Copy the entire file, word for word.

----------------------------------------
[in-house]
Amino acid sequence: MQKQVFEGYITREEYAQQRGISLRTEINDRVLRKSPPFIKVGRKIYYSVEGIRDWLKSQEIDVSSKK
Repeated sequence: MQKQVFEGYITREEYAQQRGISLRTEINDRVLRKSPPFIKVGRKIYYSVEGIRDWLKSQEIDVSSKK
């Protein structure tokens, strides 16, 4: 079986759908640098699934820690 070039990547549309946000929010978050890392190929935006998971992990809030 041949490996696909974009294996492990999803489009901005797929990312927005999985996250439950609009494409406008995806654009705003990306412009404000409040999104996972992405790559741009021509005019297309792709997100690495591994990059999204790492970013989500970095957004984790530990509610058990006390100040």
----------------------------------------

[in-house]
Amino acid sequence: MQKQVFEGYITREEYAQQRGISLRTEINDRVLRKSPPFIKVGRKIYYSVEGIRDWLKSQEIDVSSKK
Repeated sequence: MQKQVFEGYITREEYAQQRGISLRTEINDRVLRKSPPFIKVGRKIYYSVEGIRDWLKSQEIDVSSKK
């Protein structure tokens, strides 16, 4: 079986759908640098699934820690 070039990547549309946000929010978050890392190929935006998971992990809030 041949490996696909974009294996492990999803489009901005797929990312927005999985996250439950609009494409406008995806654009705003990306412009404000409040999104996972992405790559741009021509005019297309792709997100690495591994990059999204790492970013989500970095957004984790530990509610058990006390100040």